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Scarce Mayan Ceremonial Ballplayer Tripod Vessel

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Directory: Antiques: Regional Art: Americas: Pre Columbian: Pottery: Pre AD 1000: Item # 1208597

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Apolonia Ancient Art
290 Fillmore St. #D
Denver, CO. 80206
303-321-7351 gallery

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$7865.00

Scarce Mayan Ceremonial Ballplayer Tripod Vessel
$7,865.00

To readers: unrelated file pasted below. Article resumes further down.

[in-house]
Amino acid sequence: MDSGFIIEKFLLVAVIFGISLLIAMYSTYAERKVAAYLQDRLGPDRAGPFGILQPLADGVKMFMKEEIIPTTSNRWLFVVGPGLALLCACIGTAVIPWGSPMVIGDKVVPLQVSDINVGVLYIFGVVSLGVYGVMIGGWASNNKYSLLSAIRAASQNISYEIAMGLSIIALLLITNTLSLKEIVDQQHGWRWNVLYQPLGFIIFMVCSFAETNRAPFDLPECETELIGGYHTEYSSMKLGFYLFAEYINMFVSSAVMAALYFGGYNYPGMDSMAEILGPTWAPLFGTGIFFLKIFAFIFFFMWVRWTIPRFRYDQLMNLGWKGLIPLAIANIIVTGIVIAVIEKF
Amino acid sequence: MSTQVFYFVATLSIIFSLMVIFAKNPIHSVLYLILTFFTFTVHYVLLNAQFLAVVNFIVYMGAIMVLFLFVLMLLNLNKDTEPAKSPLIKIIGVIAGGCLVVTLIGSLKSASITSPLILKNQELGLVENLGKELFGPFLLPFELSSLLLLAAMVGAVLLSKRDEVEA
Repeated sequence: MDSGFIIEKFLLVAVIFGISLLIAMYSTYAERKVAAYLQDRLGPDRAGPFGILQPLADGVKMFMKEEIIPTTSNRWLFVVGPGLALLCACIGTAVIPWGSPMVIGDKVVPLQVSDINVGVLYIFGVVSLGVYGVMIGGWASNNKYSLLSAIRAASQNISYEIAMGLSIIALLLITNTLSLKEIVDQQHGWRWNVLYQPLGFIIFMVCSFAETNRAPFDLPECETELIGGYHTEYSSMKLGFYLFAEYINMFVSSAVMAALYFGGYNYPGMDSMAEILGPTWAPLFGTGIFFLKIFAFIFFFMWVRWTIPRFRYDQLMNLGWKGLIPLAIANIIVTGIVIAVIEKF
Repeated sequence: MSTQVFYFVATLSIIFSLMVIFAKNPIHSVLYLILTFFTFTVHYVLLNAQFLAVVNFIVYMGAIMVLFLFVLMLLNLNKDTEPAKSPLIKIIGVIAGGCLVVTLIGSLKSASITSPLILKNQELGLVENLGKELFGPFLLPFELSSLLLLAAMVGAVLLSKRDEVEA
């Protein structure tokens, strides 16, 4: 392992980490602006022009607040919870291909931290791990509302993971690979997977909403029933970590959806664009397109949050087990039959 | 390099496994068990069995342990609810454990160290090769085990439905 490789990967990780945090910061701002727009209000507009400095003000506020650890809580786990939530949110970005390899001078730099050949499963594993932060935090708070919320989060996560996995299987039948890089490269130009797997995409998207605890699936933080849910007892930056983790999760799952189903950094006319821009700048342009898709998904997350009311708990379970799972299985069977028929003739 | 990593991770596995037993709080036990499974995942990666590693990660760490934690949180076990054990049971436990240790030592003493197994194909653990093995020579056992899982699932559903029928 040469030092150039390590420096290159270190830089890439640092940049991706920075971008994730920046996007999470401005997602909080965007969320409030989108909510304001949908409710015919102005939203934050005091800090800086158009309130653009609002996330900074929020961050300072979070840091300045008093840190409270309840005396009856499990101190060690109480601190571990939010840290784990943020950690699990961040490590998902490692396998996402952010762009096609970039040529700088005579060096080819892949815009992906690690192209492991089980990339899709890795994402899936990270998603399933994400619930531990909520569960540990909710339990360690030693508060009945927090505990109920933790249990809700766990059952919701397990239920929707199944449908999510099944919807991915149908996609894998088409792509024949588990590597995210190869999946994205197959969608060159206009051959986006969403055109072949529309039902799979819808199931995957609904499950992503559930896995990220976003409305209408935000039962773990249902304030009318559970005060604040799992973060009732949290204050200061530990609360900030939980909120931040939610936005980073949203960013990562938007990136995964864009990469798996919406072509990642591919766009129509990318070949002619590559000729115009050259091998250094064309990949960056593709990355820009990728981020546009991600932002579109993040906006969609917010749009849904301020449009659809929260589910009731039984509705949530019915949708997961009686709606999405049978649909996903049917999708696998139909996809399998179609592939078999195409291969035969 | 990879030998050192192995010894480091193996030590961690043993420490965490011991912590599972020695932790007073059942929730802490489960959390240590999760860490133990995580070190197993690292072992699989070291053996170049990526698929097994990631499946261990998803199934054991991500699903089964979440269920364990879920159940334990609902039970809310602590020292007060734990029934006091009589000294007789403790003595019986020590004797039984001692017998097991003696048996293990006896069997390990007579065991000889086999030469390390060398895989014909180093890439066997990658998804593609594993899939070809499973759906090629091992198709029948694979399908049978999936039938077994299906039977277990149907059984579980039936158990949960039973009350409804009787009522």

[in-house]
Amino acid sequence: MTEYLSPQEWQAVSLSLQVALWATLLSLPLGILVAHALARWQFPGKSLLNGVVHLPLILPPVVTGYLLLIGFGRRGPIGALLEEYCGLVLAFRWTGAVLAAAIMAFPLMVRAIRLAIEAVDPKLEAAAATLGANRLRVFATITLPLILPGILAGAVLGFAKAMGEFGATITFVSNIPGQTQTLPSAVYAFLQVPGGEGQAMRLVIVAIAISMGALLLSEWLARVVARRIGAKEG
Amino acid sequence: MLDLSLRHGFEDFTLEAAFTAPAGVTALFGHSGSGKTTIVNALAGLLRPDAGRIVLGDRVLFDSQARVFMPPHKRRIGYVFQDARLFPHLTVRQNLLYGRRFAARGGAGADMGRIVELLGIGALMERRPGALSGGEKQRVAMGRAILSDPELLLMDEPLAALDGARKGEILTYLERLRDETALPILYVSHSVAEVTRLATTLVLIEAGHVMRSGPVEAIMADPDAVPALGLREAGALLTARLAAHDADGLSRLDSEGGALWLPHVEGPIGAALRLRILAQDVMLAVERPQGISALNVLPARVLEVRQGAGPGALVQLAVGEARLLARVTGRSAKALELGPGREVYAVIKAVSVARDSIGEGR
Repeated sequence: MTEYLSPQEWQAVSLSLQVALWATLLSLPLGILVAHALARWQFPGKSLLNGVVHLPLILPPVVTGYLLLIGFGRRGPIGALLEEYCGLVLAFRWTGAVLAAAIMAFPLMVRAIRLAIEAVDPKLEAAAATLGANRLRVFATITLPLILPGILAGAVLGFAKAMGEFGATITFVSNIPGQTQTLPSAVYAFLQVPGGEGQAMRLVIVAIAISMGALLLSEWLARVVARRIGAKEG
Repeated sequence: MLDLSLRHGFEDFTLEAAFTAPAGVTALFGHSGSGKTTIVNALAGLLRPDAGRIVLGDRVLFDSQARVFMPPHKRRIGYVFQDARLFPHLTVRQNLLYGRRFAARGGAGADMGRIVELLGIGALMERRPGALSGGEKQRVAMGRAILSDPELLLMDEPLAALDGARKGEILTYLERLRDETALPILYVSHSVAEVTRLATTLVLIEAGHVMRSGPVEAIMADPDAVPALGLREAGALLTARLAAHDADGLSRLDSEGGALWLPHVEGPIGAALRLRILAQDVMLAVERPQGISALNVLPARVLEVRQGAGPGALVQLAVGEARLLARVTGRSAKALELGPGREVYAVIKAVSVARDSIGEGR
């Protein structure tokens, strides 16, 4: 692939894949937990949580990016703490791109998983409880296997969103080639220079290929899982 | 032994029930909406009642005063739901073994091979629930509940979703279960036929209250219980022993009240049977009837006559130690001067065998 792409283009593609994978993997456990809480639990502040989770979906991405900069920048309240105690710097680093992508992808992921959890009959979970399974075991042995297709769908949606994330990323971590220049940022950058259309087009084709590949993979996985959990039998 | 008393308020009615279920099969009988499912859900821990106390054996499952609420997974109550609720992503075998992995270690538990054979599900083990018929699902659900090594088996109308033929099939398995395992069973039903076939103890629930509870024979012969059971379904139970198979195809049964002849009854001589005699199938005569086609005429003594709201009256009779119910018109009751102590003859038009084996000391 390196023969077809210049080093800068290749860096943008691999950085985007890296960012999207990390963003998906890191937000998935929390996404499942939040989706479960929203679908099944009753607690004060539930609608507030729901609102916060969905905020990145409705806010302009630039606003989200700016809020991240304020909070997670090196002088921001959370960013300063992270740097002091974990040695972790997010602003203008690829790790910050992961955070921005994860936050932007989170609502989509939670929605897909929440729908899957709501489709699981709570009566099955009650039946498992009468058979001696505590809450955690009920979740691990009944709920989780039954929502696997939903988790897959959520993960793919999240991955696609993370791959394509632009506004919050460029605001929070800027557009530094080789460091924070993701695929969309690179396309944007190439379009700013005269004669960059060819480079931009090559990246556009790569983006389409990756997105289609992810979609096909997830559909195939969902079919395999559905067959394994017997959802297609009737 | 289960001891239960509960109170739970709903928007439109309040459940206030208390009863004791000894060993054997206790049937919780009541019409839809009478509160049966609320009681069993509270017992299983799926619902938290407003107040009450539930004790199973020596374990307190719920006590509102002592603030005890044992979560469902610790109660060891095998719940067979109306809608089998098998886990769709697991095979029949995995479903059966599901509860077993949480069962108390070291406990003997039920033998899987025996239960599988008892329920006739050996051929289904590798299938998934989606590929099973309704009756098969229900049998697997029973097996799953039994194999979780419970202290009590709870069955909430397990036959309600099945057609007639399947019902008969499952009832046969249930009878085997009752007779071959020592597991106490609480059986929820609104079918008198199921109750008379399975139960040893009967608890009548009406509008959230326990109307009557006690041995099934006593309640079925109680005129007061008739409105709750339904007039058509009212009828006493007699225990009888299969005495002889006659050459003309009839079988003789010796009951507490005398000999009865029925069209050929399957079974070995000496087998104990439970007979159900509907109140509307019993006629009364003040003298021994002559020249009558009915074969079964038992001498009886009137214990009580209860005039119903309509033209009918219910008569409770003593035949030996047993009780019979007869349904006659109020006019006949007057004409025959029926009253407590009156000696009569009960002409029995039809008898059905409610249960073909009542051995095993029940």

This scarce piece is a Mayan brownware tripod vessel, "Teotihuacan Type", that dates circa 250-450 A.D. This Mayan piece is classified as having "Teotihuacan" artistic style, and is of the type seen in "Pre-Columbian Art, The Morton D. May and The Saint Lewis Art Museum Collections" by L.A. Parsons, New York, 1980, Fig. 133. This superb piece is approximately 8.3 inches high by 12.4 inches in diameter, and is complete with some limited crack fill/repair. This piece also has some traces of red cinnabar in the low relief molded sections of the vessel, and some minute spotty black mineral deposits. There is a black polychrome band seen below the rim, and there are raised coffee bean symbols that are seen running around the vessel at the base of the bowl. This attractive brownware piece is supported by three hollow slab feet that show an identical trophy/death head molded design, and the bowl has a molded frieze that runs around the piece. This molded frieze is divided into three sections by incised bands, and each section has an identical impressed molded design that was repeated three times. This impressed molded design shows a Mayan ballplayer on one knee, and he is wearing a yoke around his waist, along with a helmet/headdress and other regalia. There also appears to be a speech-scroll seen running away from this figure as well. He is seen bouncing a large ball off his hip/yoke, and this large ball also appears to be depicted at the moment of impact. This figure may represent the Mayan Hero Twin "Xbalanque", who was the great mythic ballplayer in the Mayan "Popol Vuh". In addition, this impressed molded design shows a standing individual/ballplayer that is seen facing the ballplayer that is seen on one knee, and this standing individual/ballplayer has a skull-like old man facial design, and likely represents one of the Mayan Death Gods of Xibalba, which is the Mayan underworld. This standing Death God is seen holding a hanging object, and this may be a handstone, "manopla", which was used in the ballgame perhaps during the serve, or it may represent a squash, which represents a severed head of the other Hero Twin, "Hunahpu". This standing Death God may represent "God L", who was also one of the principle gods of the underworld, and was known as "Lord of the Underworld". The number three is also significant regarding the Mayan ballgame, as the Maya were thought to have played the game with three principle players on each side. It is interesting to note that this piece has three legs that each depict a trophy/death head, along with the three sections of the molded frieze which each have the three identical molded impressions as noted above. There is a total of nine molded impressions, three per section, seen within the molded frieze that runs around this piece, and the number nine is associated with the Hero Twins. (See "The Sport of Life and Death: The Mesoamerican Ballgame", M. Whittington Ed., Thames and Hudson, New York, 2001, p.239, which also shows a scene which is very analogous to the scene seen on the piece offered here, and that is the Hero Twin "Xbalanque" on one knee hitting the ball with his yoke, and the standing "God L". See attached photo.) According to Linda Schele in "The Code of Kings", New York, 1998, p. 213: "Both sets of Twins (Hero Twins) confronted the Lords of Death in the ballgame, which was a symbolic form of warfare. The Hero Twins used the dance to defeat Death, and it was in the ballcourt that they resurrected their dead forebears. It was also in the ballcourt that the Maize Gods stayed after the successful Fourth Creation and the engendering of humanity. It is there that human beings must go to worship the Maize Gods." This piece was also likely ceremonial in nature, given the Mayan ballgame symbols, and may have held an offering such as a severed head, possibly from a ballplayer. The Mayan death head symbol seen on the legs of the vessel also support this theory, along with the fact that this type of piece is known as a votive offering vessel. The noted Mayan epigraphist, Dr. Mark Van Stone, has confirmed that the three legs seen on this vessel have: "a head on the leg that represents a generic trophy head" and, "his eye is closed, which suggests a captive decapitation, and his jaw is hidden by a scroll, a little like the head-variant of (Te)". This exceptional piece is scarce to rare, as most Mayan vessels of this type portray warriors and/or battle scenes, rather than a scene from the Mayan ballcourt. Another analogous vessel of this type that portrays a molded priest/warrior in flight is seen in Sotheby's Pre-Columbian Art, New York, Nov. 1991, no. 155. ($8,000.00-$10,000.00 estimates.) Ex: Private New York collection, circa 1990's. Ex: Donick Cary collection, Los Angeles, CA. Ex:


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